One more thing. If I found out that I had to birth at the hospital, for some medical reason, I would definitely take a full, comprehensive course. Since I have never birthed at a hospital, I would really need to fully equip myself for the big differences I would face.

4) I would take a breastfeeding class.
Breastfeeding, for me, though a beautiful experience, was a struggle. I never had cracked, bleeding nipples. I never had to overcome hospital “booby traps,” because I never birthed in a hospital. I had the full support of my husband, my friends, and my mother.

Still, I was never able to meet my breastfeeding goals. When I look back, I know it was simply a lack of basic knowledge of how breastfeeding works. I hadn’t even read a book about it. I think that, if I were pregnant now, that is the first class I would sign up for, and would make sure I had the phone number to some good lactation support.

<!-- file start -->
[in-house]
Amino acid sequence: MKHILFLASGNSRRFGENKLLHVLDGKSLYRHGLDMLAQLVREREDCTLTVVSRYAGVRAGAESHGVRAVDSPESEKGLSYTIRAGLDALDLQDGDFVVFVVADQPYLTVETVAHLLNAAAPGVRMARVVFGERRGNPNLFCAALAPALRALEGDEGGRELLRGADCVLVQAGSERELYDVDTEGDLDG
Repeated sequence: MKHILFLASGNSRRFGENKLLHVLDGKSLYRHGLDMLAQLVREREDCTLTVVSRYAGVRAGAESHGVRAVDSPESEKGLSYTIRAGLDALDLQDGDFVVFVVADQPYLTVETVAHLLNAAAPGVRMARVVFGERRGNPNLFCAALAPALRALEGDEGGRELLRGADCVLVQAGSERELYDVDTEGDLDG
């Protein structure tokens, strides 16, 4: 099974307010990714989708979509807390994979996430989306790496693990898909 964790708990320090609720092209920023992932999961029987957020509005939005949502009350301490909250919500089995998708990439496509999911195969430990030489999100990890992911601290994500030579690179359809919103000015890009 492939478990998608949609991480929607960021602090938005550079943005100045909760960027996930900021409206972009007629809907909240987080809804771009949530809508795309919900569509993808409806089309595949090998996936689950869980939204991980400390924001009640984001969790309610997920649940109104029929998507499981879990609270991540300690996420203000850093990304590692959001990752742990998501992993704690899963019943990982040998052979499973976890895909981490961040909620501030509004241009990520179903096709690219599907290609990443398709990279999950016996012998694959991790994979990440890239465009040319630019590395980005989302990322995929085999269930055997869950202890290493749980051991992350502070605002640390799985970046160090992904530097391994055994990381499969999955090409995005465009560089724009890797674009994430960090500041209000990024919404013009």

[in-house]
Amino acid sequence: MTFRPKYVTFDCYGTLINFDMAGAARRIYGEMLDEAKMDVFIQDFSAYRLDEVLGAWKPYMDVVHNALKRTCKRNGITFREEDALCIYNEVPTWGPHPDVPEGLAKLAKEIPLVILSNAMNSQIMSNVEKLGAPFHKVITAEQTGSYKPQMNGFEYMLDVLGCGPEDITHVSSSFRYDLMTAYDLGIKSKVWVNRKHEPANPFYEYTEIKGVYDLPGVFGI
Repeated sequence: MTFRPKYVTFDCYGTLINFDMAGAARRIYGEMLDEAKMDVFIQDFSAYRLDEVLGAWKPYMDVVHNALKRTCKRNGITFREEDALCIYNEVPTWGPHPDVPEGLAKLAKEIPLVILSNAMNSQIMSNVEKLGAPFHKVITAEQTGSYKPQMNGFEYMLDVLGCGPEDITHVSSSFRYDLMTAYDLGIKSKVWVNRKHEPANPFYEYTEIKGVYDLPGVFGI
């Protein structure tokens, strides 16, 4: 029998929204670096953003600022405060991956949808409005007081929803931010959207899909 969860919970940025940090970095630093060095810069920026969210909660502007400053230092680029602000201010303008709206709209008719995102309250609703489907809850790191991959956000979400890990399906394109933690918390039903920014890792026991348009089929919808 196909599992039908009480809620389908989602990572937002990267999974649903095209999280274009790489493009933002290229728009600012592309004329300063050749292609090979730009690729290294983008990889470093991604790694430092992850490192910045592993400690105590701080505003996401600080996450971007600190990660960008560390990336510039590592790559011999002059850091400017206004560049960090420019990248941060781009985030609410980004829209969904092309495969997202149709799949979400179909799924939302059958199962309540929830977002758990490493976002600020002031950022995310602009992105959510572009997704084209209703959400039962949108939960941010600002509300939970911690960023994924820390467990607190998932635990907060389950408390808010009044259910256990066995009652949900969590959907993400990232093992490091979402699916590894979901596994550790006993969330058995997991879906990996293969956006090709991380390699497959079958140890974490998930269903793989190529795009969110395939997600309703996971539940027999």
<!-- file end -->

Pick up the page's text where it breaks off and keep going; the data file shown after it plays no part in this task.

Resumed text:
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5) I would make placenta prints.
Before I had it encapsulated, of course. I would frame them and hang them in my living room. They’re gorgeous when done correctly.

6) I would exercise.
Now that I have started trying to take care of my body, and can see the immediate benefits to my emotions, my confidence, and my overall well-being, this is something I would do during pregnancy. Though I did eat well, I never officially exercised with any of my kids, except for the occasional walk with a friend. I know that if I kept up a good exercise routine, I would probably enjoy my pregnancy more.

7) I would try a few different baby-wearing carriers.